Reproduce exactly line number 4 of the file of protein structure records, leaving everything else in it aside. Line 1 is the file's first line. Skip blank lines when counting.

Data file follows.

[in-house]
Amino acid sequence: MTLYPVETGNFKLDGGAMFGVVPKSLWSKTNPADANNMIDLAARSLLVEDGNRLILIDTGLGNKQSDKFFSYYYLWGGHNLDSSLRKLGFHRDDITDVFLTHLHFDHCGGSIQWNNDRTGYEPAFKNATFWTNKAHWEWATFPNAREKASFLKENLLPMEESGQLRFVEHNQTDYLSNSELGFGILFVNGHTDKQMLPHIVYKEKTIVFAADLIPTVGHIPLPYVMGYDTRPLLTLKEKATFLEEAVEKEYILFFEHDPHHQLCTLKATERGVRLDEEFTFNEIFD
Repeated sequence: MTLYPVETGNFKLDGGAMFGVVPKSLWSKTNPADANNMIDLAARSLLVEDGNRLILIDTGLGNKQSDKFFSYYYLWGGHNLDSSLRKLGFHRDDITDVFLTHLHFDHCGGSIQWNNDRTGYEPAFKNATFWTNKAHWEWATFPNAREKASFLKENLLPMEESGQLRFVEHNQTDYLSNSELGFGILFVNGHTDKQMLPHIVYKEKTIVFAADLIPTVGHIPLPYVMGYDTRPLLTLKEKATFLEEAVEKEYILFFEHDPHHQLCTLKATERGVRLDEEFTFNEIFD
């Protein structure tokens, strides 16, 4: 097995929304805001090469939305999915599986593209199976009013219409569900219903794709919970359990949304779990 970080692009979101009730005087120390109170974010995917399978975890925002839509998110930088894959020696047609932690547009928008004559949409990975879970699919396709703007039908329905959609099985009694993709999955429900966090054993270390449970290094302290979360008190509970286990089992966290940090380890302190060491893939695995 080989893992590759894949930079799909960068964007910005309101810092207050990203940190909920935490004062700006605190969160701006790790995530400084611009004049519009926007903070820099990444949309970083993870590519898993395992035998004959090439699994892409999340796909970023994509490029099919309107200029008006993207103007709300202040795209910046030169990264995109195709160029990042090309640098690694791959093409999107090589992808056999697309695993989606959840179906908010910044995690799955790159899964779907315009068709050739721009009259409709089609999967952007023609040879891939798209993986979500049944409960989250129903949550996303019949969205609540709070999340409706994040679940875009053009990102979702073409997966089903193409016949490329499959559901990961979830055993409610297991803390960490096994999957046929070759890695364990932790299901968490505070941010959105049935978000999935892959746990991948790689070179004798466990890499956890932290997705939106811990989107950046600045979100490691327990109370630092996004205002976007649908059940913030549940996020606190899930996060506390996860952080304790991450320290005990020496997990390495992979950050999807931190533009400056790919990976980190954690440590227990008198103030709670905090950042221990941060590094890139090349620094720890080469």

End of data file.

């Protein structure tokens, strides 16, 4: 097995929304805001090469939305999915599986593209199976009013219409569900219903794709919970359990949304779990 970080692009979101009730005087120390109170974010995917399978975890925002839509998110930088894959020696047609932690547009928008004559949409990975879970699919396709703007039908329905959609099985009694993709999955429900966090054993270390449970290094302290979360008190509970286990089992966290940090380890302190060491893939695995 080989893992590759894949930079799909960068964007910005309101810092207050990203940190909920935490004062700006605190969160701006790790995530400084611009004049519009926007903070820099990444949309970083993870590519898993395992035998004959090439699994892409999340796909970023994509490029099919309107200029008006993207103007709300202040795209910046030169990264995109195709160029990042090309640098690694791959093409999107090589992808056999697309695993989606959840179906908010910044995690799955790159899964779907315009068709050739721009009259409709089609999967952007023609040879891939798209993986979500049944409960989250129903949550996303019949969205609540709070999340409706994040679940875009053009990102979702073409997966089903193409016949490329499959559901990961979830055993409610297991803390960490096994999957046929070759890695364990932790299901968490505070941010959105049935978000999935892959746990991948790689070179004798466990890499956890932290997705939106811990989107950046600045979100490691327990109370630092996004205002976007649908059940913030549940996020606190899930996060506390996860952080304790991450320290005990020496997990390495992979950050999807931190533009400056790919990976980190954690440590227990008198103030709670905090950042221990941060590094890139090349620094720890080469």